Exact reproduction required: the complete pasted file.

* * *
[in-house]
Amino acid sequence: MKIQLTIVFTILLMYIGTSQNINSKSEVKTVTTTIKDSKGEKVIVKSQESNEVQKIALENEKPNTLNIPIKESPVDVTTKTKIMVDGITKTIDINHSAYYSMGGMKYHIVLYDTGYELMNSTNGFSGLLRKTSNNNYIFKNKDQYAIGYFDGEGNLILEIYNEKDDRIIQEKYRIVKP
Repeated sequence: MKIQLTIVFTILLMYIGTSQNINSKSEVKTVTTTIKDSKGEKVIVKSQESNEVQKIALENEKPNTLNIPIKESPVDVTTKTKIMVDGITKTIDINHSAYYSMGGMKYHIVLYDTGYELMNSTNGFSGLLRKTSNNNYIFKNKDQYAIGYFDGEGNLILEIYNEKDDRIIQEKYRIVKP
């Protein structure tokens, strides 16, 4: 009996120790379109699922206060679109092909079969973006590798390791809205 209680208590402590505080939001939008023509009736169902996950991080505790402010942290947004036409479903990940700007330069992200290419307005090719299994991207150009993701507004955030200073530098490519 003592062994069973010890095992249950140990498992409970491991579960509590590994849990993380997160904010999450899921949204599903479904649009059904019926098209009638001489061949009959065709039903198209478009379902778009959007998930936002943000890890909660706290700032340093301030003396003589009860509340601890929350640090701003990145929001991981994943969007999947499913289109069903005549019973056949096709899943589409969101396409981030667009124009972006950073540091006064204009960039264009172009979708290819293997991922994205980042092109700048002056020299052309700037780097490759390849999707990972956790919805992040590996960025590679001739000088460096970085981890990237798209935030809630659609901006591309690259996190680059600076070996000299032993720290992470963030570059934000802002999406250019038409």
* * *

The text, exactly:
[in-house]
Amino acid sequence: MKIQLTIVFTILLMYIGTSQNINSKSEVKTVTTTIKDSKGEKVIVKSQESNEVQKIALENEKPNTLNIPIKESPVDVTTKTKIMVDGITKTIDINHSAYYSMGGMKYHIVLYDTGYELMNSTNGFSGLLRKTSNNNYIFKNKDQYAIGYFDGEGNLILEIYNEKDDRIIQEKYRIVKP
Repeated sequence: MKIQLTIVFTILLMYIGTSQNINSKSEVKTVTTTIKDSKGEKVIVKSQESNEVQKIALENEKPNTLNIPIKESPVDVTTKTKIMVDGITKTIDINHSAYYSMGGMKYHIVLYDTGYELMNSTNGFSGLLRKTSNNNYIFKNKDQYAIGYFDGEGNLILEIYNEKDDRIIQEKYRIVKP
């Protein structure tokens, strides 16, 4: 009996120790379109699922206060679109092909079969973006590798390791809205 209680208590402590505080939001939008023509009736169902996950991080505790402010942290947004036409479903990940700007330069992200290419307005090719299994991207150009993701507004955030200073530098490519 003592062994069973010890095992249950140990498992409970491991579960509590590994849990993380997160904010999450899921949204599903479904649009059904019926098209009638001489061949009959065709039903198209478009379902778009959007998930936002943000890890909660706290700032340093301030003396003589009860509340601890929350640090701003990145929001991981994943969007999947499913289109069903005549019973056949096709899943589409969101396409981030667009124009972006950073540091006064204009960039264009172009979708290819293997991922994205980042092109700048002056020299052309700037780097490759390849999707990972956790919805992040590996960025590679001739000088460096970085981890990237798209935030809630659609901006591309690259996190680059600076070996000299032993720290992470963030570059934000802002999406250019038409």